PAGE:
The above stories are in the main well written and entertaining, just not as entirely successful, for the reasons given, as my second group. Top story for me is the last in the magazine, Recreation, by Damien Walter, which introduces the concept of Celebrity Anthropology, and a huge theme park recalling The Truman Show, or even more the city of Frenopolis in Storm Constantine's Calenture, where everyone leads scripted lives. Only, 'Stalin' forgets who he once really was, and Caesar's wife 'Octavia', indulging in a futuristic Debbie Does Dallas, has also set out to deliberately destroy (in order to forget?) her own early dreams. A story both satirical and sad and--possibly--finally hopeful. The Editor's own 'Choice', Amicus Homunculus by Gary McMahon, is a grim tale which has a small boy faced with the harsh reality of the usual fate of unwanted kittens, and taking it upon himself (or is he being pushed by other forces?) to avenge their deaths. For me, the best thing about the story is not the rather unlikely tale itself but the meticulous detail of the setting and the study of motivation, something I've noticed in other stories by this up-and-coming writer. Quite different in tone is Lee Moan's Killing Gloria, a successful action-packed mixture of serious and a bit tongue-in-cheek, as a man tries to rid himself of an android or replicant who (though more like Desdemona than Othello, but I do so want to throw in the one Shakespearean quote I can remember!) 'loved not wisely but too well', and more to the point, 'one not easily jealous, but being wrought, perplexed in the extreme'. After the husband has 'killed' the too-devoted lady for the second time, she is getting tetchy, and indeed rather ominously 'perplexed': "I'm finding it very hard not to be angry with you right now." Retribution swiftly follows, as it is wont to do in fiction. This would make a wonderful Twilight Zone film. As would The Tale of Mickey Noone, by Co McPhee, a highly entertaining take on the pact-with-the-Devil idea--only what happens if you can't recall the exact details of the pact, or remember that the offer of indestructibility is only provisional?--AFTER you have agreed to housesit for a gang boss awaiting an assassin? Finally, in this 'very good' category, we have The Ghost of You by John Peace, about a man in a future society who does not want to be kept alive at all costs, even though his own dead wife has a digitalised 'immortality': "I refuse to accept this silhouette replica of a life that was". The final paragraph consists of two words, a little masterpiece of an ending.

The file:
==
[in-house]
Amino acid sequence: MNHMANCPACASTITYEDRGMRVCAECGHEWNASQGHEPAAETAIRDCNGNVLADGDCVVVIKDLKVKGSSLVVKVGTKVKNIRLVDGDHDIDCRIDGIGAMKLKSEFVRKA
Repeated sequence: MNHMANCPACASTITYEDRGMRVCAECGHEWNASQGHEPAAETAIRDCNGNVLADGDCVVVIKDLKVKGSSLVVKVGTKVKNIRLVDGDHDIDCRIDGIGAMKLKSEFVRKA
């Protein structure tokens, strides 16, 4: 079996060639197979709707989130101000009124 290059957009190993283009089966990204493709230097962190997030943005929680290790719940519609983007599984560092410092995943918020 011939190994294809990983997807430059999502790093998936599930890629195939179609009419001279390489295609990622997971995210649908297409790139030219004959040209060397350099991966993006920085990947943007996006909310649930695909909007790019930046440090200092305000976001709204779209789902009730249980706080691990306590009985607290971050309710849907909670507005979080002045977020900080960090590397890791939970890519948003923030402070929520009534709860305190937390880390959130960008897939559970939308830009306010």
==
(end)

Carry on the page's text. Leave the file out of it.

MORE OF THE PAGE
Verdict: make sure your reading glasses are in good condition, and, if so, cough up the loot, sure of more than getting your money's worth. (As an added bonus, I don't recall coming across a single typo as such in the whole magazine--of course, they might have been too small for my Begoņa-blinded tearful eyes to see!)
Scifantastic edited by Sarah Dobbs, 22 Rushdene, Poolstock, Wigan, WN3 5HJ, UK. A4, 32pp, £2.50 per issue (£9.50 4-issue sub).
Steve Redwood is the author of Fisher of Devils (Prime Books: www.primebooks.net ) and Who Needs Cleopatra ? (Reverb Books: www.readreverb.com )